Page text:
This is all Shirley ever hoped for. That her story will continue to be told. That generations from now she will still serve as a beacon of hope, cheer, and honesty. Most of all, as we know Shirley so well, she would want you to have fun and enjoy this moment with her. Sing her songs, smile her smile, and clutch close to you the objects that she adored and felt should now be with you.

As Shirley said so well; “These tangible mementos were important, far more than the event. Things to heft, feel and take away gave an air of permanence to what happened.”

This is not the end. We are only just arriving at a junction. I am honored and excited to pass the baton to all of you in knowing that these pieces – pieces that have meant so much to me in my own personal time with Shirley - will be in the most loving hands possible.

Warm regards, 


Stuart Holbrook'
President, Theriault's

Origami-Style Suits Turn Robots into Real-Life 'Transformers'

Origami-Style Suits Turn Robots into Real-Life 'Transformers'

Wednesday, September 27, 2017

For Love of Betsy, not Wetsy


Public Domain


Most collectors realize that dolls and high fashion go hand in hand. Remember, before there was “Godey’s” or “Vogue” or “W” there were dolls sent around to illustrate current fashions.  These Pandoras often were the equivalent of front page news to women keenly interested in viewing the latest fashion.
 
I could wax poetic on the history of antique fashion dolls, French and otherwise, but we don’t have enough space in this post to cover all of them.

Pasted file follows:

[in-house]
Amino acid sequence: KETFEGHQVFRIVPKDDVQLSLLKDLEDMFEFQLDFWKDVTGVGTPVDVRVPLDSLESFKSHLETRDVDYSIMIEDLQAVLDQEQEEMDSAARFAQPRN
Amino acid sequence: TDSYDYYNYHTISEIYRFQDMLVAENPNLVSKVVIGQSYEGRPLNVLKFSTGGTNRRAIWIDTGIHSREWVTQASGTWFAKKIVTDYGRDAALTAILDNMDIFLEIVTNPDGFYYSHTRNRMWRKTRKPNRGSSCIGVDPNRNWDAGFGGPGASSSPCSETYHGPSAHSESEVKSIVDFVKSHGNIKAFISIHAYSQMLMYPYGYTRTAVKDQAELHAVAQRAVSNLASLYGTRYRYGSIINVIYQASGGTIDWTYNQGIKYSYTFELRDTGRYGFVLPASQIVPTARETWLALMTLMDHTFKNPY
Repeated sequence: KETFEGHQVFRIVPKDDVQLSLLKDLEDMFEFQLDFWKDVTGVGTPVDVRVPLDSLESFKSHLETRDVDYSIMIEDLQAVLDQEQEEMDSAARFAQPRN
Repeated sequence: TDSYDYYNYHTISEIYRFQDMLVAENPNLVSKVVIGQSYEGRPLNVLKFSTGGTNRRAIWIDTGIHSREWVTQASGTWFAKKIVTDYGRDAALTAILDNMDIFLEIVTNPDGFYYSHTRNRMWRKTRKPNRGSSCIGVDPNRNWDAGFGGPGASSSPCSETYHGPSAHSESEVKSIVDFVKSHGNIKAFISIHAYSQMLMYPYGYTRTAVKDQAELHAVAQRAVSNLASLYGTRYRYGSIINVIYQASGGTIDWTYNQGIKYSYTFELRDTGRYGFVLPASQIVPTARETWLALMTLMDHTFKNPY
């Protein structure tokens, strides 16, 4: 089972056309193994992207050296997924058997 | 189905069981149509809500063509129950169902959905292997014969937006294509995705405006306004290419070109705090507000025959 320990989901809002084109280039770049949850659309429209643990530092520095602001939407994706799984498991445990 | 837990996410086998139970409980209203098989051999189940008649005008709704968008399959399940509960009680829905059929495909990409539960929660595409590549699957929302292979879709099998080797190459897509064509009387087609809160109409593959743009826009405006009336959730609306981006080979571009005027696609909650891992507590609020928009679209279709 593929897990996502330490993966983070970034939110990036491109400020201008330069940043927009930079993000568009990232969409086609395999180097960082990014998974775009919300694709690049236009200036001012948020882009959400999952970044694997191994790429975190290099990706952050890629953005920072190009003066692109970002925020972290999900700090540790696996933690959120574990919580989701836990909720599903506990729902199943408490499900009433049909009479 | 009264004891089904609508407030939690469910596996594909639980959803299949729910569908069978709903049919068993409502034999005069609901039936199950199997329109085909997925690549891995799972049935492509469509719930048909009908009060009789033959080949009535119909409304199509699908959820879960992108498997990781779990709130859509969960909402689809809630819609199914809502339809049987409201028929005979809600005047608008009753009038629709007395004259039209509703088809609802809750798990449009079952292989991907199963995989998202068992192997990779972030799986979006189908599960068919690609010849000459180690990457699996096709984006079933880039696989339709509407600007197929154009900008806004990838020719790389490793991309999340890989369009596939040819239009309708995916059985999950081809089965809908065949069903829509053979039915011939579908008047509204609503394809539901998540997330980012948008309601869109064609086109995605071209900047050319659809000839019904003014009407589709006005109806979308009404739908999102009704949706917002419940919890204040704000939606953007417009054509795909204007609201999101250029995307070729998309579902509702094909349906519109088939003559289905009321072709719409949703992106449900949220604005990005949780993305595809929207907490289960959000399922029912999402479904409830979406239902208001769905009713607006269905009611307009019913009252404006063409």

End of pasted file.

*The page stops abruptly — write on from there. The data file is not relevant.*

When, however, a designer melds her ideas with doll making, I have to comment.  Especially when that designer is one of my all time favorites, Betsy Johnson.
 
Betsey Johnson is a native of Connecticut who grew up to become a famous and unique New York Designer.  Initially, Johnson trained to be a dancer, but soon turned to fashion and design.  In this, she is alike another dancer turned artist, or doll artist, my friend, the late Suzanne Gibson who was a ballerina. 
 
Johnson has been a successful and influential designer for over 40 years.  In 1964, she won a guest editor prize for “Mademoiselle”, which helped to launch her career. She attended Syracuse University and The Pratt Institute.
 
Her love of the whimsical and of costumes influence her work.  Many of her designs incorporate charms, dolls, and miniatures.  I have jointed skeleton and flapper-type dolls made into necklaces that she has designed including some black cats and teddy bears that are jointed.  Her themed necklaces are works of art for those who love miniatures.  My Day of the Dead set includes earrings, a ring, bracelet, and necklace of the famed sugar skulls and Calavera Catrina figures that are icons of the holiday.
 
One set of my earrings is made up of tiny, very detailed mermaids embellished with rhinestones.  A ballerina necklace features a tiny, jointed doll with gold tone metal with a blue silk tutu.
 
Several other dolls appear in Betsey Johnson jewelry lines, and the word “doll” is used in some her clothing and shoe designs, like the 5.25 inch embellished heels called “Doll” Pumps.
 
Kahri by Karhianne Kerr has even created a portrait of Betsey herself, with her long, bright blonde hair, red lips, and hot pinked striped dress. (http://www.kahri.com/products/betsey-johnson-doll).
 
Betsey’s Adventure Book Shoulder Bag includes a cloth Betsey doll for around $60.00. (https://www.pinterest.com/pin/507851295459893394/)
 
Dolls continued to play a role in Johnson’s designs when, in 2014, the “New York Daily News” reported that she was among several other designers who designed OOAK doll costumes based on “The Wizard of Oz.”